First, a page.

Over the centuries, reindeer farmers selectively bred the migratory instinct out of them. “Where they’re born is where their heart is, and they’re difficult to rehome,” said Atkinson. That held true for their original pair, who managed to escape one stormy night and try to get back home to Palmer. Atkinson and her friends and family followed reindeer tracks for four days. They enlisted the help of state troopers, Fish and Game personnel and local radio stations. Finally, the reindeer were found in a McDonald’s parking lot in Fairbanks and brought back to their new home. Hence the name, Running Reindeer Ranch. Since then, all their reindeer have been born at the ranch and are happy homebodies.

Visiting Running Reindeer Ranch

A visit to Running Reindeer Ranch starts with a safety talk before meeting the reindeer. When I was there in February, we still had to wear masks (though most Alaskans weren’t) due to a COVID outbreak in deer. We stood in a big circle on the snow while Atkinson warned us to watch out for antlers. “One of their favorite games is push my antlers,” Atkinson said. We were not to engage. Also, we should be careful of naughty reindeer who like to sneak up from behind and poke visitors in the butt.

Once we knew the rules, Atkinson’s helper released the reindeer, who thundered down a hill toward us to eat little piles of lichen set out for them on the snow. They can weigh up to 450 pounds, so it was a tad scary as they rushed past, but also thrilling. They’re gorgeous animals, and their antlers were even bigger than I expected. As they ate lichen, Atkinson introduced them to us one by one, telling us their names and histories and describing their personalities.

Several reindeer walking through snowy woods.

After meeting the 11 reindeer, we strolled up a snowy hill together. The reindeer were mostly interested in trying to find things to eat in the snow and rubbing their faces against trees but tolerated a fair amount of petting. They don’t exactly respect personal space, so I kept a constant lookout for antlers. Periodically, we’d stop, and Atkinson and her helper furthered our reindeer education as the herd foraged in the snow.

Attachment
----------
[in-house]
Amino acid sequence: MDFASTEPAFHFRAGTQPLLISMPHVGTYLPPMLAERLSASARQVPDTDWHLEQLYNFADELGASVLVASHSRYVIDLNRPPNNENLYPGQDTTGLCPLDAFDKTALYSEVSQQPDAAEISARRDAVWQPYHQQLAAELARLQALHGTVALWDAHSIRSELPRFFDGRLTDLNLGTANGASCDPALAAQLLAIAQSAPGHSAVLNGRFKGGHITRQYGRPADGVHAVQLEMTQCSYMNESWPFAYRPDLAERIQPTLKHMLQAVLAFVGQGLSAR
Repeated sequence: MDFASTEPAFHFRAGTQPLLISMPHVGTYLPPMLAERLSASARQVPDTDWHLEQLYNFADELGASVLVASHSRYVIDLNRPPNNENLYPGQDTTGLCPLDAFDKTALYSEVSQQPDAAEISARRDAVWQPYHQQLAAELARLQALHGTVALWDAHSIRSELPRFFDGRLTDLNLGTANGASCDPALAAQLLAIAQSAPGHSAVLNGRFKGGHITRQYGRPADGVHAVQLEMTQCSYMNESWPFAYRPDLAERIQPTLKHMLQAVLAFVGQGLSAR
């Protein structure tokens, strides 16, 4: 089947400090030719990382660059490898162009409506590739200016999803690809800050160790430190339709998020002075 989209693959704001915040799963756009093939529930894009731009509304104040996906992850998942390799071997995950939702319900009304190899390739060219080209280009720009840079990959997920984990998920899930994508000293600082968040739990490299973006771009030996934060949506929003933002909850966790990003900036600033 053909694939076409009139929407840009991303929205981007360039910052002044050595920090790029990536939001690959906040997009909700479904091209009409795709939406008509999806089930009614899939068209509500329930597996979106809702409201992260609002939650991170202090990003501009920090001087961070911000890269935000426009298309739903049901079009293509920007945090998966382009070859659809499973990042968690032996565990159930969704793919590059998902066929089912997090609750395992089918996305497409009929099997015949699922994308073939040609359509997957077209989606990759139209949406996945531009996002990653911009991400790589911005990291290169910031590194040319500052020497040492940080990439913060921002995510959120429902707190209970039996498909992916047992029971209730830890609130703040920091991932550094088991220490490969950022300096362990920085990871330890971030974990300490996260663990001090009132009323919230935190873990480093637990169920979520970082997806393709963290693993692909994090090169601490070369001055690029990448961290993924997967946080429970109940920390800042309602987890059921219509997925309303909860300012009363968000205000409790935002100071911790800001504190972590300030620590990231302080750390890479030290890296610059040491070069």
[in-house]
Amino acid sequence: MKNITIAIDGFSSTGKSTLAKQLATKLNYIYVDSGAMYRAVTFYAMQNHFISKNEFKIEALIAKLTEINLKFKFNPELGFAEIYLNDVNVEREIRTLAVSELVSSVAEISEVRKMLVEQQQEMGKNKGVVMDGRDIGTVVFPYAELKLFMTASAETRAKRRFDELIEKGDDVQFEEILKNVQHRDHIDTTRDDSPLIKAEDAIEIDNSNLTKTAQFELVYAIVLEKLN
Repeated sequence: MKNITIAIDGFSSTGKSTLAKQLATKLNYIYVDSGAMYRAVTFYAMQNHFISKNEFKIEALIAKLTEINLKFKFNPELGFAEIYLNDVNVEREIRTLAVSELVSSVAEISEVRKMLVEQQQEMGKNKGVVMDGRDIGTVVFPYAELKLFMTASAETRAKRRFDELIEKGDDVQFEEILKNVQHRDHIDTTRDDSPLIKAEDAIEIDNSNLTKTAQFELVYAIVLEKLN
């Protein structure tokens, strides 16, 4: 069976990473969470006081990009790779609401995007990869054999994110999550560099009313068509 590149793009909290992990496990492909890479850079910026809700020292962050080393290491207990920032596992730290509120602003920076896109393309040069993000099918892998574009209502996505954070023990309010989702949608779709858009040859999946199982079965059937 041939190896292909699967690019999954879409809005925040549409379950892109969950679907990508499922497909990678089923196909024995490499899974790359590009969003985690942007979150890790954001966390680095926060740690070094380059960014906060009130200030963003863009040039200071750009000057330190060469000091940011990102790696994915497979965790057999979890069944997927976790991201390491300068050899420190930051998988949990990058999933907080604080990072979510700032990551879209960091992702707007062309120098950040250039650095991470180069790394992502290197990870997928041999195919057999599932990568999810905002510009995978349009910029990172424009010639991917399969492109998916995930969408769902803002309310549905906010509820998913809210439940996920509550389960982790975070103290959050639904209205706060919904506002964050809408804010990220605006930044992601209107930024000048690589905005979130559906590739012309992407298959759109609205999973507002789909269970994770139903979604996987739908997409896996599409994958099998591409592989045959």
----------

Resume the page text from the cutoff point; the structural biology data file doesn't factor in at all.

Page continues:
In Alaska, Atkinson told us, reindeer are livestock. So when she’s had vets out to the ranch, they haven’t always understood that her reindeer are more like pets. If one is ailing, she’s not going to just turn it into dinner. “My reindeer are lucky to have been born into a vegetarian household,” she said.

At one point, we stopped to listen to the clicking sound reindeer make when they walk. It’s the sound of snapping ligaments, an adaptation that helps them high step through the snow. In the famous Christmas song “Up on the Rooftop,” the “click, click, click” refers to their clicking ligaments, Atkinson explained.

A single reindeer in the snow.

Reindeer shed their massive antlers every spring and grow them back in summer at the startling rate of up to an inch per day. “It’s the fastest growing tissue in the animal kingdom,” Atkinson said. Another fascinating factoid? They can smell lichen through snow and have UV vision. “They can see under the snow and see the shadow of the lichen. Then they dive their head in and eat it.”

They are intriguing, gentle creatures, as long as they’re not trying to play “push my antlers.” Visiting them once made me want to return, preferably in summer when they turn brown and velvety. “They look like Hershey bars walking through the forest,” Atkinson said of their summer coats. Summer is also the season when Running Reindeer offers reindeer yoga. And what could be better than that?

+ Running Reindeer Ranch

Images by Teresa Bergen / Inhabitat